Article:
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Children's Safety Puts Parents at Odds With Law

Intersection: Risking arrest, they volunteer as crossing guards where official program isn't authorized.


VENTURA — When city and school officials decided not to post a crossing guard at the new Citrus Glen School, parents decided to take action.

They donned orange vests, took up stop signs and began guiding students across the street when the elementary school opened in September 1999.

There is only one problem with this daily ritual, which is considered a model of parental participation: Ventura police say that it is illegal.

The volunteer guards, police say, are not authorized to do the work without proper training. And they risk being ticketed for loitering in a crosswalk if they continue.

The deployment of crossing guards--either official or volunteer--has become an important issue at schools throughout Southern California as parents worry about the safety of their children. Fears were further heightened last month when a school guard was struck and killed by a teenage driver outside Lankershim Elementary School in North Hollywood.

Despite the tragedy, Lankershim Principal Debbie Martinez-Rambeau said, it is still critical to have crossing guards at intersections that don't have stoplights.

"Many times motorists don't see a little body going across the street," she said. "The orange and yellow jackets really help them to be seen."

School crossing guard programs vary from city to city. In Ventura, guards are trained by city police and paid by the school district. This year, Ventura schools will spend $69,000 for 18 authorized guards.

But no guard was assigned to escort children at Citrus Glen, which opened last year. That is because state guidelines say Darling Road and Jasper Avenue, the busiest intersection by the school, already has four stop signs and does not qualify for the program, according to Tom Mericle, the city's transportation engineer.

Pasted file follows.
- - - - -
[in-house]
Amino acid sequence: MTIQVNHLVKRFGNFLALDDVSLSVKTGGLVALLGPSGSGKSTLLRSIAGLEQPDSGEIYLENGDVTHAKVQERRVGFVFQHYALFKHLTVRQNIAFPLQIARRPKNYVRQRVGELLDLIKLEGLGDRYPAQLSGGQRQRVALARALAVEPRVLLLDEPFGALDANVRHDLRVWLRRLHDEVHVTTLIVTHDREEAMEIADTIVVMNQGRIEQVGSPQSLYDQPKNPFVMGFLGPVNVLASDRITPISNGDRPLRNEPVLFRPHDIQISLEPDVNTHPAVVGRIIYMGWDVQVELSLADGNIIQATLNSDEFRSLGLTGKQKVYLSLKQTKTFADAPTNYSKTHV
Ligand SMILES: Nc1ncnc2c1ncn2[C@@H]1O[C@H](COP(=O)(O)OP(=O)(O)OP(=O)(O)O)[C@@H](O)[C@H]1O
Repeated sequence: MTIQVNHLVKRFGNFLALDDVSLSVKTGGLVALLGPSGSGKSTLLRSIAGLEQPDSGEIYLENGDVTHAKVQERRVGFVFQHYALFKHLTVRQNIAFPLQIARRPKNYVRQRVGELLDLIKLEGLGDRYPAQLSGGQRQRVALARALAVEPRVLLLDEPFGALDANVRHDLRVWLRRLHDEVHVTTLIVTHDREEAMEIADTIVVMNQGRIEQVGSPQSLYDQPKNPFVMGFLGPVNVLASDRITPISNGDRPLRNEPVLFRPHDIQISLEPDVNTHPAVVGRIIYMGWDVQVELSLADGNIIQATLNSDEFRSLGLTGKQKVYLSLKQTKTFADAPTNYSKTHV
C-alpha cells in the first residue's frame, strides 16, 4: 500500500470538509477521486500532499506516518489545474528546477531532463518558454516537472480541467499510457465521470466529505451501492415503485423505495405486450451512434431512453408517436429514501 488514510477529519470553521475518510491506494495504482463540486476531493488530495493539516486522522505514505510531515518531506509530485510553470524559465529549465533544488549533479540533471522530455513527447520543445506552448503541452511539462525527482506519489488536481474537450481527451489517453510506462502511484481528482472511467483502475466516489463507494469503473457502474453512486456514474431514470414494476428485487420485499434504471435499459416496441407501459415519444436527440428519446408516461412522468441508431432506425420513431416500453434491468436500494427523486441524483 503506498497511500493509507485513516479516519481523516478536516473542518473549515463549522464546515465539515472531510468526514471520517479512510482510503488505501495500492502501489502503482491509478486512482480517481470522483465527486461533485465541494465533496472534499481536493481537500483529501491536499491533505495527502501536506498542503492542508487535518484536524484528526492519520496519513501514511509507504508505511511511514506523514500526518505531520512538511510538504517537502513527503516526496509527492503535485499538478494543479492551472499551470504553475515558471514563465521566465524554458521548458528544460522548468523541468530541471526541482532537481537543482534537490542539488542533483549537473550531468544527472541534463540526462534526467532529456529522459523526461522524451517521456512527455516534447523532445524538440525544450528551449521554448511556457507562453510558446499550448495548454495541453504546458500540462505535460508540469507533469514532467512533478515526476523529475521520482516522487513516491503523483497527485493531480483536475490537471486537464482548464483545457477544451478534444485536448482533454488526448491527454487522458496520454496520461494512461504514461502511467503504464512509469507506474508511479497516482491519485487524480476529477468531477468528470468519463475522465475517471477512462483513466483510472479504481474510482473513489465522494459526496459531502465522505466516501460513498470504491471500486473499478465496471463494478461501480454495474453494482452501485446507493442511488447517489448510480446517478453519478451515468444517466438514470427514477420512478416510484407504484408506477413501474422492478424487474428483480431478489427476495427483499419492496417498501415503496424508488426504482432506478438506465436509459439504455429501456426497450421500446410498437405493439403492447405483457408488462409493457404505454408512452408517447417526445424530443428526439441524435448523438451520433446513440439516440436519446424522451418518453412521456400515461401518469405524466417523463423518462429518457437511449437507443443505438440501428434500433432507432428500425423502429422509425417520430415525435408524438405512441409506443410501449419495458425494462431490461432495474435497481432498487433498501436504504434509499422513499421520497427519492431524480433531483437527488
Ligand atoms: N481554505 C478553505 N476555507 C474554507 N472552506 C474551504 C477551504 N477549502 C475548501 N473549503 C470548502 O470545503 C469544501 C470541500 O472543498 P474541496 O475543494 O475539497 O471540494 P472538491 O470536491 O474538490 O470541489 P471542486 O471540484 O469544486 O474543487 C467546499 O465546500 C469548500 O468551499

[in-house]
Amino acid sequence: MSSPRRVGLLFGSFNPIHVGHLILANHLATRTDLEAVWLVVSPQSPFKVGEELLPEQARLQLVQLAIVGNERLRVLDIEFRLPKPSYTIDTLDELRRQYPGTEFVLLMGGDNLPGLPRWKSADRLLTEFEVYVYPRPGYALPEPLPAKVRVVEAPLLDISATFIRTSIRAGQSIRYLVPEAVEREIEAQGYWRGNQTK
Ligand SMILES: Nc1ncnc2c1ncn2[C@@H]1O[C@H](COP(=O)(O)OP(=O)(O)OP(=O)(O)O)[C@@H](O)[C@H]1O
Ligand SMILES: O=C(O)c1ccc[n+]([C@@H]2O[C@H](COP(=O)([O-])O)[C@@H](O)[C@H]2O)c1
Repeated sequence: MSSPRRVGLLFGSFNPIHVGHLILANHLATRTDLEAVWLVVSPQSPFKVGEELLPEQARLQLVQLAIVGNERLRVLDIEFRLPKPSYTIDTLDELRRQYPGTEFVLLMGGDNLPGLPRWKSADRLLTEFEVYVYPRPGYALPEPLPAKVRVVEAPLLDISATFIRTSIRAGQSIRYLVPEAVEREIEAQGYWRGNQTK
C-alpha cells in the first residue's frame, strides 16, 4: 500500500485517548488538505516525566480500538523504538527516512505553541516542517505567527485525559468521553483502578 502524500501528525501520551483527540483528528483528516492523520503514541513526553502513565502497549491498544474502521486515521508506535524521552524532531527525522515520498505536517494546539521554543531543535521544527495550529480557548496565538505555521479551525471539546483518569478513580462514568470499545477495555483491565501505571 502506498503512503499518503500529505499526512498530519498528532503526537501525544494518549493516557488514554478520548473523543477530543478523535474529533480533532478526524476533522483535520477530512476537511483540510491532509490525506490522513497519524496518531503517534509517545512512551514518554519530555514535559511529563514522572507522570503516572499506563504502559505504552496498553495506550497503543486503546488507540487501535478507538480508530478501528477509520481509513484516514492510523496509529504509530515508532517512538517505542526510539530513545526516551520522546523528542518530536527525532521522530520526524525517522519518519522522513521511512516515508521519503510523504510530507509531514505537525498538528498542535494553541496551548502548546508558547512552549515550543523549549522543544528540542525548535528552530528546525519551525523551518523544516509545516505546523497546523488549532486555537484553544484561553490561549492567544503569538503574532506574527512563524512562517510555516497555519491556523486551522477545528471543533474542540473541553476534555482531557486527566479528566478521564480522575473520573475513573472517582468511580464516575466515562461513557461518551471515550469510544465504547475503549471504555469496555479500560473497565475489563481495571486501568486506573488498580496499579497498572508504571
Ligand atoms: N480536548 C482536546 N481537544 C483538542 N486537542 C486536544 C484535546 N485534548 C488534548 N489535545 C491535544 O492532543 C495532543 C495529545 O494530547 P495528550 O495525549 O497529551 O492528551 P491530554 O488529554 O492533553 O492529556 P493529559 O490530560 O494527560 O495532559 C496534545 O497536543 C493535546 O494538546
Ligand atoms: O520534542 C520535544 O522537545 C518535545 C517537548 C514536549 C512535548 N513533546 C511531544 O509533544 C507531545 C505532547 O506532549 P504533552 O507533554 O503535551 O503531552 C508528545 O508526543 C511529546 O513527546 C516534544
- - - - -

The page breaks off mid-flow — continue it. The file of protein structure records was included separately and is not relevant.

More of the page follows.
Citrus Glen's parents ran into trouble when, with the school's blessing, seven of them began providing crossing duties without the training. The parents initially wore bright orange vests and carried stop signs, but most stopped doing so after they were reprimanded by police two months ago.

Now the seven parents take turns patrolling the intersection--one still wears an orange vest, the rest wear regular clothing--and they do not carry a sign. But they still shepherd children across the street before and after school, despite police warnings.

The volunteers say that something more somber justifies their dedication. Last month, a Ventura boy was killed while running for a school bus just around the corner from Citrus Glen.

"How can you say these children are safe?" asked Janice Indiran, a volunteer guard who has two sons in the school. "I think [city officials] need to come out here and see for themselves."

City officials acknowledge that parent volunteers such as Indiran are valuable resources. The problem, said Mericle, comes down to liability. Parents will come to expect the crossing guard service and could sue the city if the volunteers aren't present and a child get hits by a car, he said.

Still, the city is considering revising its guidelines to somehow include the efforts of parents. Mericle said one option might be unpaid "crossing assistants" who stand on the side of the road and tell children when to cross--but don't walk with them. This option might satisfy parents without raising legal problems for the city, he said.

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